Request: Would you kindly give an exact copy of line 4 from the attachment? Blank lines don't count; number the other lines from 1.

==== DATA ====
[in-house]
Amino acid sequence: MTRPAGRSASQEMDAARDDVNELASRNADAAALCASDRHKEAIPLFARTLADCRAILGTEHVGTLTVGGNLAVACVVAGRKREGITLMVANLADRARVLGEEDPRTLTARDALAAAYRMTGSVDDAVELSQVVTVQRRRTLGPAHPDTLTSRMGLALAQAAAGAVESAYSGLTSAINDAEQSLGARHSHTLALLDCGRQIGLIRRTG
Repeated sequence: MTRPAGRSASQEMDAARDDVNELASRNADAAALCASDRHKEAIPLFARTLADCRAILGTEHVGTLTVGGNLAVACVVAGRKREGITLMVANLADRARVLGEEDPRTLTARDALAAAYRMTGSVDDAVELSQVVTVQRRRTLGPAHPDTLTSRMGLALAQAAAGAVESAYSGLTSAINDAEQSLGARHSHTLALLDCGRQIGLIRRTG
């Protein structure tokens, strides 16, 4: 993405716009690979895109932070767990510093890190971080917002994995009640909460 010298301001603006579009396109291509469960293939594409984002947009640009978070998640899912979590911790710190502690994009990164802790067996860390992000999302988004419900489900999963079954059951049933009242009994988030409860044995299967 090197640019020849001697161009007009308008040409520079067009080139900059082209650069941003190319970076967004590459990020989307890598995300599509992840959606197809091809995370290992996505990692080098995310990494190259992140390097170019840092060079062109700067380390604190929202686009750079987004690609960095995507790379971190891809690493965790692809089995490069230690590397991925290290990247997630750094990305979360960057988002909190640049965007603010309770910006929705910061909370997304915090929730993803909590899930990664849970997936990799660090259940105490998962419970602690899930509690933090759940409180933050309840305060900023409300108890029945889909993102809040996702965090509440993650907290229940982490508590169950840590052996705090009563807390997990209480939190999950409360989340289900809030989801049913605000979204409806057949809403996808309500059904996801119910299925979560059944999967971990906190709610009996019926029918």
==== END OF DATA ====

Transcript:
């Protein structure tokens, strides 16, 4: 993405716009690979895109932070767990510093890190971080917002994995009640909460 010298301001603006579009396109291509469960293939594409984002947009640009978070998640899912979590911790710190502690994009990164802790067996860390992000999302988004419900489900999963079954059951049933009242009994988030409860044995299967 090197640019020849001697161009007009308008040409520079067009080139900059082209650069941003190319970076967004590459990020989307890598995300599509992840959606197809091809995370290992996505990692080098995310990494190259992140390097170019840092060079062109700067380390604190929202686009750079987004690609960095995507790379971190891809690493965790692809089995490069230690590397991925290290990247997630750094990305979360960057988002909190640049965007603010309770910006929705910061909370997304915090929730993803909590899930990664849970997936990799660090259940105490998962419970602690899930509690933090759940409180933050309840305060900023409300108890029945889909993102809040996702965090509440993650907290229940982490508590169950840590052996705090009563807390997990209480939190999950409360989340289900809030989801049913605000979204409806057949809403996808309500059904996801119910299925979560059944999967971990906190709610009996019926029918």